The path to the beach at Porthcurno, Cornwall. The diamond-shaped sign indicates the presence of underground cables, of which there are many buried under the beach, this place being the landfall of many cables under the Atlantic Ocean. The small building houses the terminals of these cables.
Here on Liberal Democrat Voice, we often debate the subject of government surveillance. But do we ever consider the actual physical network of cables and buildings which underpin that surveillance?
Videographer Mark Thomas has published an extraordinary video on You Tube which shows cables, manhole covers, buildings and the like, to give a detailed picture of how the network, which presumably facilitates surveillance of data, works on the ground.
The film, “The Secrets of Cornwall” is below. It’s nearly an hour-long and is heavy on technical minutiae. It’s worth a bit of patience to watch it the whole way through. Mark Thomas has spent four years tenaciously piecing together publicly available information to produce an extremely thorough and comprehensive piece of work. The facts, plus some informed speculation, are presented in a very attractive way, woven as part of a methodical geographic, south to north, narrative.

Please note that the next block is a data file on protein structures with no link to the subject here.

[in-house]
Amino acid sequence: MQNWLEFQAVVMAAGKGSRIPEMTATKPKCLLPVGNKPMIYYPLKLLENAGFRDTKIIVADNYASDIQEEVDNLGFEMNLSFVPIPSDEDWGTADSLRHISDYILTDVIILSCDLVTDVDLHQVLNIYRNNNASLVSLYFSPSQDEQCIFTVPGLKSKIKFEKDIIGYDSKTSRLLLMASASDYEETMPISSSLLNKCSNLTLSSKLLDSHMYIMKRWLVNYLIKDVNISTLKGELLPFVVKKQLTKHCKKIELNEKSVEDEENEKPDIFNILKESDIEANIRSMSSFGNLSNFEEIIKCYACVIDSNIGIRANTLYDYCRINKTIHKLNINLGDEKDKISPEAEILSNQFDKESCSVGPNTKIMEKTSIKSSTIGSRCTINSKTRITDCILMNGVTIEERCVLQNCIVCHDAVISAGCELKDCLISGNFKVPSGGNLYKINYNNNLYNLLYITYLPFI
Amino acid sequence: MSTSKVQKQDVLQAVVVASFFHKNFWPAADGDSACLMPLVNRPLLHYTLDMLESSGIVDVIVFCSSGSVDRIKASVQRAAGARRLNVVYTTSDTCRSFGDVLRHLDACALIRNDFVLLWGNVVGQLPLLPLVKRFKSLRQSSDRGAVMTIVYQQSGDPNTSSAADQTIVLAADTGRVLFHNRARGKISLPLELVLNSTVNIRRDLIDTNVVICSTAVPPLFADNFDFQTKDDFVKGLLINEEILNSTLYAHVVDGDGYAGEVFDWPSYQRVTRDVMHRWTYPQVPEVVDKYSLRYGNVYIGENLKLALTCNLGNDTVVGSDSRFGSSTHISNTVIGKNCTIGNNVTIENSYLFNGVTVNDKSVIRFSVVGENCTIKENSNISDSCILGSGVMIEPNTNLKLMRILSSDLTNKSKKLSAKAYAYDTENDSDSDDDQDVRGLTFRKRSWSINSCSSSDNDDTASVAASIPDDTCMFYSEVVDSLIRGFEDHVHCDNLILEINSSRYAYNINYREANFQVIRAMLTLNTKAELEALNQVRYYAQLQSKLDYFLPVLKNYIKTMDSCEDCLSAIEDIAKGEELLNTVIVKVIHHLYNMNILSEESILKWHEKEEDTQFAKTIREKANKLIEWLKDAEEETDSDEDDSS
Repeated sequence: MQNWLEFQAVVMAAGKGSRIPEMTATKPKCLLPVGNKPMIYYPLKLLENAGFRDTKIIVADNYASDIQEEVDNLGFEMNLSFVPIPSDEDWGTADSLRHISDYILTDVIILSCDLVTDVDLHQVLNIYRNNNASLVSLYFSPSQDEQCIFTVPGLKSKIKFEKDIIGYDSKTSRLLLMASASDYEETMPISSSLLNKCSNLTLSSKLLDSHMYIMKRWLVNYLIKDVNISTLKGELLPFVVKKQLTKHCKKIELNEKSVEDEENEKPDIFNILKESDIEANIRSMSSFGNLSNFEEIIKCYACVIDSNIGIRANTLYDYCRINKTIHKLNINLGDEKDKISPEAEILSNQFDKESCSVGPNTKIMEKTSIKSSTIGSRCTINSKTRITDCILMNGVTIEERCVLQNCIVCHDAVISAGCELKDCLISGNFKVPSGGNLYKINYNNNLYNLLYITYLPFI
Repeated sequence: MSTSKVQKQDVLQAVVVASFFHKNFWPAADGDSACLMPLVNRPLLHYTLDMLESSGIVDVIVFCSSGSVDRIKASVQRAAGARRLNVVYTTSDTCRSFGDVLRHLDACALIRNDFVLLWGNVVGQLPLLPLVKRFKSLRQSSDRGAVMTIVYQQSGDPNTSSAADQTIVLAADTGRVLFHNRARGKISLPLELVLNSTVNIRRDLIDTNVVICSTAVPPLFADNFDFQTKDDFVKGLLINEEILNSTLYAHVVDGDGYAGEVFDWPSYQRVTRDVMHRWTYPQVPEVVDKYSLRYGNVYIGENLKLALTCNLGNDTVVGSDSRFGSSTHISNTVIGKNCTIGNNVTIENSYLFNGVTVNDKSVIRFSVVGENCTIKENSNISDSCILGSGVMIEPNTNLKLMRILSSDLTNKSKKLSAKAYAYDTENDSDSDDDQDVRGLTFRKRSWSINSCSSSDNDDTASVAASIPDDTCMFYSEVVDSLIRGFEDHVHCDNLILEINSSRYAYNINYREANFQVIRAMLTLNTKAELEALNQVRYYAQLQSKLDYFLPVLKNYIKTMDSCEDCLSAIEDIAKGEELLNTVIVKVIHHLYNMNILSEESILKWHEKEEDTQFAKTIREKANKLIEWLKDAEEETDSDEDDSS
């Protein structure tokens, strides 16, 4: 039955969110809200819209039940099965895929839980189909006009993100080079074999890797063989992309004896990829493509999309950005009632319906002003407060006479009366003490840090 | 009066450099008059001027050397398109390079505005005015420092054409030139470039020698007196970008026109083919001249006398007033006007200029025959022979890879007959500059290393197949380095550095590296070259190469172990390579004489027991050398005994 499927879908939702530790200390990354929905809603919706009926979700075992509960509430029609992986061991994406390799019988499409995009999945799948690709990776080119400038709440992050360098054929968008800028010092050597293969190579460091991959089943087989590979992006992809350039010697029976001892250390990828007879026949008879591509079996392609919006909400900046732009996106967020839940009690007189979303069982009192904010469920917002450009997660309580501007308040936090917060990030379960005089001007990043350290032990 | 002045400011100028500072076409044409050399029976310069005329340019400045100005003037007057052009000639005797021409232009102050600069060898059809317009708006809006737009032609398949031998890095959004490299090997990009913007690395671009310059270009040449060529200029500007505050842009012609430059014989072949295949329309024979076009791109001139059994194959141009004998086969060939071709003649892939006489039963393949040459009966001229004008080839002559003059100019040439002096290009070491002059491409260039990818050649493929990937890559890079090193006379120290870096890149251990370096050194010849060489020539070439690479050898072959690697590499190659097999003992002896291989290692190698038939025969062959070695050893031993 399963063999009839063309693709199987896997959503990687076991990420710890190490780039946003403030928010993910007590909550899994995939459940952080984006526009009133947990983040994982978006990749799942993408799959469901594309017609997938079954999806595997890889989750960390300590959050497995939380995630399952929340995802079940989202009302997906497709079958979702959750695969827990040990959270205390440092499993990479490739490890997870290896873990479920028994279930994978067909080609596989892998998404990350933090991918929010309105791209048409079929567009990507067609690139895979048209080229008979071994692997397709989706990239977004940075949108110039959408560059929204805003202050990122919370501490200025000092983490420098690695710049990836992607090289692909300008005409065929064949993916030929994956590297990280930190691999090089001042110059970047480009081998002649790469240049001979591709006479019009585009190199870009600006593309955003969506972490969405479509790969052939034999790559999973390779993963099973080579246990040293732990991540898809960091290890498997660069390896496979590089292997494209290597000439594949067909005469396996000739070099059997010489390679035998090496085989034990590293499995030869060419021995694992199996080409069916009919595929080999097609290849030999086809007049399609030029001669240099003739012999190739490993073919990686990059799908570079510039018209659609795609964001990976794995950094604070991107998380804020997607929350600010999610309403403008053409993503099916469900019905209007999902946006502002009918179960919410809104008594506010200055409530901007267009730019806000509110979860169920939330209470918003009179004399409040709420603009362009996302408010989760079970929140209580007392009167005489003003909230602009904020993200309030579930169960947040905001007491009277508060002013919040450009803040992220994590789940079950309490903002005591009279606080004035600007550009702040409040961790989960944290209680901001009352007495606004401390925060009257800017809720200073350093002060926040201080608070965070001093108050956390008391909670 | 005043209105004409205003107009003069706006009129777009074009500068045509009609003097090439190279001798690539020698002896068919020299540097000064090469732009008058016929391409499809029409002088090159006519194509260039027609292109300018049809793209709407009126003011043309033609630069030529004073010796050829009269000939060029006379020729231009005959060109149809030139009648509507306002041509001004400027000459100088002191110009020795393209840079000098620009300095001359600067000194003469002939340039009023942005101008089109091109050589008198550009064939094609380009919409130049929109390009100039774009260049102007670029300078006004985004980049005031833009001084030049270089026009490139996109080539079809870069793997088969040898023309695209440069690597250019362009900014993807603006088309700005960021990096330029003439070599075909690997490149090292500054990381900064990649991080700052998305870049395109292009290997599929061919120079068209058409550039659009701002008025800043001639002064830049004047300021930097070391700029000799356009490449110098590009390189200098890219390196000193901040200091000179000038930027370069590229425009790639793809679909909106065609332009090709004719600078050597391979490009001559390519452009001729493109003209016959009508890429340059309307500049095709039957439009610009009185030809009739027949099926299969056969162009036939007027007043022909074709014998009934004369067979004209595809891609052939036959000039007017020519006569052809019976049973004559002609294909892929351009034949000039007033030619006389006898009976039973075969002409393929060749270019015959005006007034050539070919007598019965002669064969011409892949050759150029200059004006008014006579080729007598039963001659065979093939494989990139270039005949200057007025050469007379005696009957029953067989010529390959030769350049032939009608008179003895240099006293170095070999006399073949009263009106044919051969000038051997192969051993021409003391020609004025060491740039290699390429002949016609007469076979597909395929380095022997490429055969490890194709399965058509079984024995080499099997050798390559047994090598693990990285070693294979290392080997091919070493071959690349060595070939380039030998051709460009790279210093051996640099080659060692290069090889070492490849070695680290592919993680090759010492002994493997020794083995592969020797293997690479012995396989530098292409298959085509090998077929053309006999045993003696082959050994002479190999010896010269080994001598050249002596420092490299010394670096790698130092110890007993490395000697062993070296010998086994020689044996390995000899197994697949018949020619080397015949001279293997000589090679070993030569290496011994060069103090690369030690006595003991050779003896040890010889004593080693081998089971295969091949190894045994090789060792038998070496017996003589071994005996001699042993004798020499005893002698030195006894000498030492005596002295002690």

Many of us live in or travel around Cornwall, oblivious to its importance as a communications hub. It is remarkable to see that, hidden amongst the charming country lanes, pretty cottages and crowded beaches, there are cables and buildings with massive amounts of data whizzing through them.
It should be emphasised that Mark Thomas carefully liaised with the police and security agencies to produce the video, as he told CornwallLive:
We were working with Special Branch to ensure that we did not endanger national security and we have been given the green light to release the film after it has been with the security services for review.